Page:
Jan Notzon's Blog

October 16, 2020

A Review

A review of Song for the Forsaken, by Jan Notzon.
This is the story of Mandy MacDaniel and her journey toward redemption. I am drawn to stories of redemption, actually toward the possibility of redemption because I believe this grace is out-of-reach for so many of us. However, this is one area in which the idea of being wrong is welcome. To say that I was blown away is doing a disservice to both the author and Mandy. Also, this is not a descriptive term I would use. I will say I was awed and deeply touched. What common ground could I have with a girl from the
Appalachian backwoods? The truth is that I saw myself in Mandy and that is what great writing should do—find connections. It should never talk down to it’s audience. This novel did not. The chapters are short and fast-paced taking the reader through Mandy’s family history, her complicated relationships with family, heartbreaking decisions, and an all too-brief glimpse into her life. I love words and how people choose to put them together to evoke responses. The writing is lyrical, poetic, almost a dirge. I can see how the love of the poetry of the Romantics influenced and affected the life of Mandy’s father, Owen. It is the style of the dreamers, of those who prefer the sublime over the mundane. To lose sight of these dreams crushes the soul and darkens the spirit. Do Mandy and her family find redemption? I really cannot say, but the path is definitely there.

Full Disclosure: Jan Notzon is a friend and fellow Laredoan. I did not receive this novel as a gift. I purchased it myself because I am interested in his work. He is a gifted storyteller and absolutely has something to say.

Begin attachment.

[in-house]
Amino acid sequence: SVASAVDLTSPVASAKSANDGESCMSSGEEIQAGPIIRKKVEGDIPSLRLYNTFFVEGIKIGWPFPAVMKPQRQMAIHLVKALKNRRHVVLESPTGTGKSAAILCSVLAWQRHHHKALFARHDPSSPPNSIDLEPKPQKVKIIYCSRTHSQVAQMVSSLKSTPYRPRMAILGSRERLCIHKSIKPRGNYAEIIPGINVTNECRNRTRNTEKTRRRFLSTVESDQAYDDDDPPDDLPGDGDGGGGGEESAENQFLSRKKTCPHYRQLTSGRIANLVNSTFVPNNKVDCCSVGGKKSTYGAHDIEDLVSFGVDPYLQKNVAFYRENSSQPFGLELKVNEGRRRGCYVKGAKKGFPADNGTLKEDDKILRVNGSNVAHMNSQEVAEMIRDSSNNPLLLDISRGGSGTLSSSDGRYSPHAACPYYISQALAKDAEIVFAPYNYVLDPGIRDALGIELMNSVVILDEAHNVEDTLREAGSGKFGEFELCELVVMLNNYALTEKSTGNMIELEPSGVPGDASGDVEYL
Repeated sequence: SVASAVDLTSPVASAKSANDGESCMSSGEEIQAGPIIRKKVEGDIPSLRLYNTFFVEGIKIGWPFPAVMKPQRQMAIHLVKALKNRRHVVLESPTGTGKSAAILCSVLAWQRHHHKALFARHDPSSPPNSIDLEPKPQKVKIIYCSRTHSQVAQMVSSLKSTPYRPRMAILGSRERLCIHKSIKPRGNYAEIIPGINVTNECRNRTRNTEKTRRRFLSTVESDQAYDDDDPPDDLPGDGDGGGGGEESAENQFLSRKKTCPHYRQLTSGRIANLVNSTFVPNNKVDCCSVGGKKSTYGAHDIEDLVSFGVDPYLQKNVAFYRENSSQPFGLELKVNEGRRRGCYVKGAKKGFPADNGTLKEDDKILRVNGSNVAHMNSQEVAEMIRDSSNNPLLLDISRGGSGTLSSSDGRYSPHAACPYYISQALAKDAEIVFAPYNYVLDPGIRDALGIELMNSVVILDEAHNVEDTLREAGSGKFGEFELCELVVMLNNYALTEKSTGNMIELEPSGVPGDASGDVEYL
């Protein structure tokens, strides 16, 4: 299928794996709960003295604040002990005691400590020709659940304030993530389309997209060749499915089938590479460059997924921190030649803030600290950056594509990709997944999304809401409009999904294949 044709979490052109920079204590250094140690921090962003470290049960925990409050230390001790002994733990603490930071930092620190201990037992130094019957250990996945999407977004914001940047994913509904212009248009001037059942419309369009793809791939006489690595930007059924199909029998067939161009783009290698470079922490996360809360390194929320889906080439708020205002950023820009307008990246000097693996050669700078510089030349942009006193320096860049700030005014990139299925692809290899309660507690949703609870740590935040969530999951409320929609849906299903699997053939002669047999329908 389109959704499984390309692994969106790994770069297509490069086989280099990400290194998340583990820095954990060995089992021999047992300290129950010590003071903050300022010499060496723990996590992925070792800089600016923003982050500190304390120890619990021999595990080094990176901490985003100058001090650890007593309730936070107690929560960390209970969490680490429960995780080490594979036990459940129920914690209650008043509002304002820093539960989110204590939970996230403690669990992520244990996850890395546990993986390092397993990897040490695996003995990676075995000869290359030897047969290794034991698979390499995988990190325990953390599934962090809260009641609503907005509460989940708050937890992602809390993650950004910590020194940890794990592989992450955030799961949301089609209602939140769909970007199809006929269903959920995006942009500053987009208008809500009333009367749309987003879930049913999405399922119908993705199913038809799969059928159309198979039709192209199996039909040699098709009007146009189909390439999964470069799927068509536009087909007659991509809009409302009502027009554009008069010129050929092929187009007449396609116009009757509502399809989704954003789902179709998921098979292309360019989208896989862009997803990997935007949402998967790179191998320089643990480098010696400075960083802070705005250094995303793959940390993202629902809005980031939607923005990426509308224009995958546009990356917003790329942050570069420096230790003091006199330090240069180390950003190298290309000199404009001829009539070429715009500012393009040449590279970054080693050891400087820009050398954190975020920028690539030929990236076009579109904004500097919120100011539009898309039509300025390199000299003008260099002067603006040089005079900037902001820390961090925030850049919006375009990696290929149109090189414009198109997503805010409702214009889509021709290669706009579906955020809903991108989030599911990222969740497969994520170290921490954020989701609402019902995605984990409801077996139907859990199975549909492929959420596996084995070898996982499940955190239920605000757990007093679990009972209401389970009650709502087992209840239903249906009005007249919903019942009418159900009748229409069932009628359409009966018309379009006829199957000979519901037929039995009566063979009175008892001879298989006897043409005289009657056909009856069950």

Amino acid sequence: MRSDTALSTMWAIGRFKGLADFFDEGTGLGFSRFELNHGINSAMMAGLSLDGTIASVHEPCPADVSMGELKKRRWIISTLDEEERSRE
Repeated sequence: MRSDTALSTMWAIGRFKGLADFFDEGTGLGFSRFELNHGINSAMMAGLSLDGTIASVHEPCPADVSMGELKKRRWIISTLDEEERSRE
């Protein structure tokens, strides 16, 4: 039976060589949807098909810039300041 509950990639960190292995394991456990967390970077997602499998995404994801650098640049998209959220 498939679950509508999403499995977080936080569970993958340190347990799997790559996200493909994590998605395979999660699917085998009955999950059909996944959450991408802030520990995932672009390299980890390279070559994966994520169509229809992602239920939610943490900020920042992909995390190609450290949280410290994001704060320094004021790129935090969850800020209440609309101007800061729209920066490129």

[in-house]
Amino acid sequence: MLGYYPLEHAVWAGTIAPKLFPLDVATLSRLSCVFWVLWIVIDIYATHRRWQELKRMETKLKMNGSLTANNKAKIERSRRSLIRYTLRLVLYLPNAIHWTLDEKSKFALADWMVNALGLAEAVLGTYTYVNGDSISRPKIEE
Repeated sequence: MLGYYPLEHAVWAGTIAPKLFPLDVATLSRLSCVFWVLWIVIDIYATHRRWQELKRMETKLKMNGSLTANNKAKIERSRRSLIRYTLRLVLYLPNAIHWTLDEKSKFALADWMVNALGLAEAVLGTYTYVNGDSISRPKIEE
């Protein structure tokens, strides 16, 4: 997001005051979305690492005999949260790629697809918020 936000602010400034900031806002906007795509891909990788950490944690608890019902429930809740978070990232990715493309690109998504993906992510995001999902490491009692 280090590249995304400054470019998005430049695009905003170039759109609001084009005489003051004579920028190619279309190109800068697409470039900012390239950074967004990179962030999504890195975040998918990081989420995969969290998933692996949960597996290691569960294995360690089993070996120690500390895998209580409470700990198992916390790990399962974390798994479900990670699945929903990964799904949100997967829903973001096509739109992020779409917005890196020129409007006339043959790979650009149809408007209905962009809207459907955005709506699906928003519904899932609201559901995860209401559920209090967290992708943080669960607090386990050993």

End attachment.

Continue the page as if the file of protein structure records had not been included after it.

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Published on October 16, 2020 13:05

October 15, 2020

New Novel

My fifth novel will soon be out ("Suffer Not The Mole People") and I am trying to get started on a sixth.

Interestingly, I find that the fifth (and the sixth, if I can write it), started differently from the first four.

Those first four started with a personal feeling and the story was built around it. In addition, I was writing what I know (i.e. life in Texas and New York--two of the places I've lived).

The most recent one, as will be the case for the one to come if I'm able, started with an idea for a story (my paternal family's immigration from Poland about which I knew almost nothing) and I had to personalize it from there. I wonder if I'll ever write an impersonal novel. Perhaps the next one.

It is much harder to write about something you don't know. At least, it is for me. Ah well, challenges are what make life interesting.
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Published on October 15, 2020 12:50

September 27, 2020

Getting Old

Well, I can no longer brag that I'm almost 70 and still have all of my original body parts. Had to have two teeth pulled.

Getting old SUCKS!
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Published on September 27, 2020 12:25

September 13, 2020


Though I'm experiencing a little discomfort from an infected tooth and a moderate case of poison Ivy, I must give thanks for my health at my age.

So many of my contemporaries (69-70) are experiencing much more direful health issues that I actually feel quite fortunate.

My fifth novel is now being formatted for publication. My only real complaint is that I'm again writing something I know nothing about.

I'm reading Ferhenbach's Lone Star, about the history of Texas in the hopes of being inspired. He's a wonderful writer and I'm enjoying it a great deal.

I'm going to have to go back to my home state, however, and explore the parts in which the story takes place.

I guess it's asking too much to go back to the 19th century and see what it was like then.
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Published on September 13, 2020 13:06

August 20, 2020


I've finally finished my fifth novel, "Suffer Not The Mole People". It is my longest if not my best.